Thank you Indonesia for the HAZE!

The scene at Prime Minister Office in Putrajaya

The hazy scene at the Prime Minister Office in Putrajaya

Air pollutions caused by haze have reached a dangerous level in several parts of Malaysia and Singapore.  The Malaysian Environment Department director general, Puan Halimah Hassan, has declared that air pollutant index showed an unhealthy levels between 101-129 in Malacca and Port Klang. The Department has issued a ban on open burning in several States. Is this enough?  The answer is “NO”What is the point in such a ban when the haze was caused by the open burning in Sumatera yearly?  

The hazy skylines of KL City.

The hazy skylines of KL City.

The hazy scene of KL Tower & Menara Maybank with the Petronas Twin Tower at the background.

The hazy scene of KL Tower & Menara Maybank with the Petronas Twin Tower at the background.

There was a damning article published by BBC as early as in 2007 which entitled “PALM OIL WARNING FOR INDONESIA”.

It would appear that the government has been blindly relying on meetings between ASEAN Environment Ministers to solve this yearly problems of haze from Sumatera. Despite the many meetings between the environmental ministers of ASEAN, we are still facing the man made haze from Sumatera, Indonesia, yearly.  The periodical joint statements and setting up of Sub-regional Ministerial Steering Committee on Trans Boundaries Haze Pollution of ASEAN have not deterred the palm oil plantation bosses from the activities of slash-and-burn in Sumatera. It is all about PROFITS.  Unless the Indonesian government has the political will to take drastic actions like prosecuting the bosses of the big oil palm plantation in Sumatera with jail terms and heavy fine, it will be “business as usual” for them!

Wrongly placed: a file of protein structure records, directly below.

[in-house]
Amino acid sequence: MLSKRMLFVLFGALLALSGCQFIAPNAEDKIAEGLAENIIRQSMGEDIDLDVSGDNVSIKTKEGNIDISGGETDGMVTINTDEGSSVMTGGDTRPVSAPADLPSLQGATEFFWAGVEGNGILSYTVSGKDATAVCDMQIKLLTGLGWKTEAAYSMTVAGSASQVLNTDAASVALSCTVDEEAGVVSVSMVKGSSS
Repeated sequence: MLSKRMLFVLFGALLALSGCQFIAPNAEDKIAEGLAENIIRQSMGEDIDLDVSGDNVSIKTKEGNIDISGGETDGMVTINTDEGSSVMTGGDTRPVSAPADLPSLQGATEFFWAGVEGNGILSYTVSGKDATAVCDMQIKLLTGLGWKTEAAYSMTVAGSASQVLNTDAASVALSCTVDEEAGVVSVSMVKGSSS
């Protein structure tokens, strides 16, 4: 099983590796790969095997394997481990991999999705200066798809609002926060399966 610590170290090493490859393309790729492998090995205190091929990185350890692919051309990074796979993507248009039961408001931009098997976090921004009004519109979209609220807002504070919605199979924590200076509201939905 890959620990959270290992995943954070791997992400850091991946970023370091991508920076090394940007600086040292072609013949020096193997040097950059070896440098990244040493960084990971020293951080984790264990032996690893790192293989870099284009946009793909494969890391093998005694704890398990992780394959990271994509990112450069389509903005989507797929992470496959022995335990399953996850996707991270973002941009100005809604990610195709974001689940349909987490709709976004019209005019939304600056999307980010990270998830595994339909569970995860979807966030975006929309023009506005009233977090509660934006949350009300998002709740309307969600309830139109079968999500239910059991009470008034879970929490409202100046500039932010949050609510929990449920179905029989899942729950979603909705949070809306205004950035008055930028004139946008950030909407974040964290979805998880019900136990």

The questions that we should be asking our government is: What direct actions is the government going to take to stop the open burning activities in Sumatera that have caused the haze pollution in Malaysia?

For a start the Government should summon the Indonesian ambassador to express our strong objections against the big scale open burning in Sumatera. The Government cannot rely on the meetings of the Asean Environment Ministers alone to resolve the problems whilst the rkayat are suffering from the man made haze yearly. It is about time that diplomat pressures had to be exerted upon the Indonesian Government to stop the activities of open burning in Sumatera. Public health cannot be compromise as  the haze has now reached a dangerous level.  Whilst we know that it is too late to stop the haze but the government must take stern actions so that it will not recur next year.

On 7-7-2008 yours truly has tabled a question in Parliament and just look at the pathetic reply below provided by the Tun Abdullah’s minister to Parliament. It was a hazy reply!  From the reply, the government appeared to be suffering from the “tidak spa” attitude.

7 Julai 2008